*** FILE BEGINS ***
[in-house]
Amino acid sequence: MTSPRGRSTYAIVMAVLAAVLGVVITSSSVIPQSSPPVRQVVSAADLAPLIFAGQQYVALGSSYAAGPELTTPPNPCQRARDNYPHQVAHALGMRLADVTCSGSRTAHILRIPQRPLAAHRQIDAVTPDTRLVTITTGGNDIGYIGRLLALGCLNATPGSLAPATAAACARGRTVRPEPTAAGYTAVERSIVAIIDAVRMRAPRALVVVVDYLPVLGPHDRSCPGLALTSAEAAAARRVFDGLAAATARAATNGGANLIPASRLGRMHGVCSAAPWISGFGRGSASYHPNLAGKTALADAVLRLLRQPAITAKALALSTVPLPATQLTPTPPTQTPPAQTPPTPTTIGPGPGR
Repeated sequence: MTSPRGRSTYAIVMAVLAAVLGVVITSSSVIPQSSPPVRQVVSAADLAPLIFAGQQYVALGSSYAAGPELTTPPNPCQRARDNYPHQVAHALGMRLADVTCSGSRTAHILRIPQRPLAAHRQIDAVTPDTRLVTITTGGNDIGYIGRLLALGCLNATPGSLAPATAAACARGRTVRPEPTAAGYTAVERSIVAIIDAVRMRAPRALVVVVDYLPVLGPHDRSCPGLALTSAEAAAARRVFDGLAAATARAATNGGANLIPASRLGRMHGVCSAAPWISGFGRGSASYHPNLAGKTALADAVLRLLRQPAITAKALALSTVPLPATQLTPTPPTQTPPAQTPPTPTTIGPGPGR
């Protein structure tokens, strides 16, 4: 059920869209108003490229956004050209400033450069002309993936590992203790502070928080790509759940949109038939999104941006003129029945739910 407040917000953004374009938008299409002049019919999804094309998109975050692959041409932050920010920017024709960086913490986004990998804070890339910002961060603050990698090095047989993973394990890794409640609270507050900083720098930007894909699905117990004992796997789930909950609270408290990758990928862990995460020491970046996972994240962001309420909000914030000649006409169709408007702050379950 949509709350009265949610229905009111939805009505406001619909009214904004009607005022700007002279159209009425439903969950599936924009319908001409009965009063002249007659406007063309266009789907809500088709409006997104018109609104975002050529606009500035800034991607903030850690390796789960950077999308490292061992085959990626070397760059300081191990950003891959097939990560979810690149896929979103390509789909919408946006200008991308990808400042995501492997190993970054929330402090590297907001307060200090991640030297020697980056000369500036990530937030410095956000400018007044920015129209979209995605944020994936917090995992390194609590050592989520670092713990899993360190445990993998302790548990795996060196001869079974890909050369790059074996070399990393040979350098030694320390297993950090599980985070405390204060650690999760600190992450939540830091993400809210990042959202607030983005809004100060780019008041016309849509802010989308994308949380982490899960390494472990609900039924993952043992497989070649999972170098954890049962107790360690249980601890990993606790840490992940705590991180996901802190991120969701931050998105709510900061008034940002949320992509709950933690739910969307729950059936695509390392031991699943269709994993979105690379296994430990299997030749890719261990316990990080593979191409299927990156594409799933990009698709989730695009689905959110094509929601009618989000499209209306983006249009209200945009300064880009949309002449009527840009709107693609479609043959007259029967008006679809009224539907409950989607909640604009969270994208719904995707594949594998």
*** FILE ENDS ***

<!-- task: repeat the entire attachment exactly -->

[in-house]
Amino acid sequence: MTSPRGRSTYAIVMAVLAAVLGVVITSSSVIPQSSPPVRQVVSAADLAPLIFAGQQYVALGSSYAAGPELTTPPNPCQRARDNYPHQVAHALGMRLADVTCSGSRTAHILRIPQRPLAAHRQIDAVTPDTRLVTITTGGNDIGYIGRLLALGCLNATPGSLAPATAAACARGRTVRPEPTAAGYTAVERSIVAIIDAVRMRAPRALVVVVDYLPVLGPHDRSCPGLALTSAEAAAARRVFDGLAAATARAATNGGANLIPASRLGRMHGVCSAAPWISGFGRGSASYHPNLAGKTALADAVLRLLRQPAITAKALALSTVPLPATQLTPTPPTQTPPAQTPPTPTTIGPGPGR
Repeated sequence: MTSPRGRSTYAIVMAVLAAVLGVVITSSSVIPQSSPPVRQVVSAADLAPLIFAGQQYVALGSSYAAGPELTTPPNPCQRARDNYPHQVAHALGMRLADVTCSGSRTAHILRIPQRPLAAHRQIDAVTPDTRLVTITTGGNDIGYIGRLLALGCLNATPGSLAPATAAACARGRTVRPEPTAAGYTAVERSIVAIIDAVRMRAPRALVVVVDYLPVLGPHDRSCPGLALTSAEAAAARRVFDGLAAATARAATNGGANLIPASRLGRMHGVCSAAPWISGFGRGSASYHPNLAGKTALADAVLRLLRQPAITAKALALSTVPLPATQLTPTPPTQTPPAQTPPTPTTIGPGPGR
């Protein structure tokens, strides 16, 4: 059920869209108003490229956004050209400033450069002309993936590992203790502070928080790509759940949109038939999104941006003129029945739910 407040917000953004374009938008299409002049019919999804094309998109975050692959041409932050920010920017024709960086913490986004990998804070890339910002961060603050990698090095047989993973394990890794409640609270507050900083720098930007894909699905117990004992796997789930909950609270408290990758990928862990995460020491970046996972994240962001309420909000914030000649006409169709408007702050379950 949509709350009265949610229905009111939805009505406001619909009214904004009607005022700007002279159209009425439903969950599936924009319908001409009965009063002249007659406007063309266009789907809500088709409006997104018109609104975002050529606009500035800034991607903030850690390796789960950077999308490292061992085959990626070397760059300081191990950003891959097939990560979810690149896929979103390509789909919408946006200008991308990808400042995501492997190993970054929330402090590297907001307060200090991640030297020697980056000369500036990530937030410095956000400018007044920015129209979209995605944020994936917090995992390194609590050592989520670092713990899993360190445990993998302790548990795996060196001869079974890909050369790059074996070399990393040979350098030694320390297993950090599980985070405390204060650690999760600190992450939540830091993400809210990042959202607030983005809004100060780019008041016309849509802010989308994308949380982490899960390494472990609900039924993952043992497989070649999972170098954890049962107790360690249980601890990993606790840490992940705590991180996901802190991120969701931050998105709510900061008034940002949320992509709950933690739910969307729950059936695509390392031991699943269709994993979105690379296994430990299997030749890719261990316990990080593979191409299927990156594409799933990009698709989730695009689905959110094509929601009618989000499209209306983006249009209200945009300064880009949309002449009527840009709107693609479609043959007259029967008006679809009224539907409950989607909640604009969270994208719904995707594949594998």